My first plugin

This walkthrough shows you how to create your first plugin.

  • How to create a plugin from scratch?
  • What are the parts a plugin contains?
  • Writing a basic API.
  • Writing a basic Interface.
  • Making use of Plugin Callbacks.
  • How to build a plugin?
  • What is the difference between an Engine Plugin and a Plugin Asset?

Table of Content

Programming in C

The Machinery uses C99 as its interface language. I.e., all the header files that you use to communicate with The Machinery are C99 header files, and when you write a plugin, you should expose C99 headers for your APIs. The implementation of a plugin can be written in whichever language you like, as long as it exposes and communicates through a C99 header. In particular, you can write the implementation in C++ if you want to. (At Our Machinery, we write the implementations in C99.)

Note: Not used to C? No problem we have a collection of extra resources to work with C. Introduction to C

Basic Plugin Template

The Engine provides an easy way to create plugins for you via the file -> New Plugins menu. There you can choose default plugin templates. Let us choose the minimal plugin. They come with default files:

In this case, we choose the Tab template. The only difference is that the custom_tab would be minimal.

The folder structure for a minimal is called minimal.

  • premake5.lua - Your build configuration, on Windows it will generate a .sln file for you.
  • libs.json - Defines the binary dependencies of your projects. tmbuild will automatically download them for you.
  • *.c - Your source file. It contains the sample template code to guide you on what is needed.
  • build.bat / build.sh - quick build files to make building simpler for you.

What do we have?

Premake5

We are using Premake for our meta-build system generator at Our Machinery. This file defines our plugin binary dependencies and builds options for all the Machinery platforms. Premake generates the actual build scripts that we then build with tmbuild, our one-click build tool. More on tmbuild here.

We recommend you to use one single premake file that manages all your plugins. Having a main premake file avoids going into each project folder to build your project. As recommended in the chapter Project Setup: Possible folder structure for a project, we also recommend separating your plugins into subfolders.

Note: The current plugin templates always create all metafiles directly for you, but you can just adjust the main premake file and delete the other ones. This workflow is in review.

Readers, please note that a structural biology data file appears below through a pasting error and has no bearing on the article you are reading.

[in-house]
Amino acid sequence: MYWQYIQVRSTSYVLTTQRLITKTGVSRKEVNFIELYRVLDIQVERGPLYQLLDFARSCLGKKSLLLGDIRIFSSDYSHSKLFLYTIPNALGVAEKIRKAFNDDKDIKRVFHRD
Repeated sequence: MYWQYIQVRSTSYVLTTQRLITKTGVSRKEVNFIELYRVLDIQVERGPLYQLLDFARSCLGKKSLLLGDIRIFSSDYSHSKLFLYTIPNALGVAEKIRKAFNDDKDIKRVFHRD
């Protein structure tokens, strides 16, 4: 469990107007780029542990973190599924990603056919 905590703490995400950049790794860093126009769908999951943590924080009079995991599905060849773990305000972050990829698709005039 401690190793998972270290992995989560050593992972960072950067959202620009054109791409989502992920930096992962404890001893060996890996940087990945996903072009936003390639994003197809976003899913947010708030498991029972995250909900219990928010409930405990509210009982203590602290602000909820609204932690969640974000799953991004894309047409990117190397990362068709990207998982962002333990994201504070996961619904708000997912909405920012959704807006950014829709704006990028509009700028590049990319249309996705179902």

In the Book Chapter Premake you can find more in-depth information about the premake file.

Libs.json

This file tells tmbuild what kind of binary dependencies you have and what versions you need. tmbuild will automatically download them for you. For more information on the libs.json file, read its chapter.

The Build Scripts

Every plugin that is generated with the engines comes with a build.bat or build.sh at the moment. They are here to help you with your workflow. Whenever you execute them for the first time (double click on them) the script will ask you if you want your plugin to be copied into the plugins folder or if you want a plugin asset. If you decide to create a plugin asset, you need to import the Shared Lib once into your project and then use the Import Change option. More infos on Plugin Asset here.

What is the difference between a Plugin Asset and an Engine Plugin?

The significant difference is that a plugin asset is an imported Shared Library that lives within your project as a binary data blob. A plugin asset means it is only available within this project and not within other projects. On the other hand, an Engine plugin lives in the engines plugin folder and is available within all projects. More on the difference here.

Source Code

Your actual plugin code lives within the source files within Source Files and header files that help the outside world to make use of the plugin. Every plugin has one entry point. This is the source file that contains the tm_load_plugin function.

Entry Point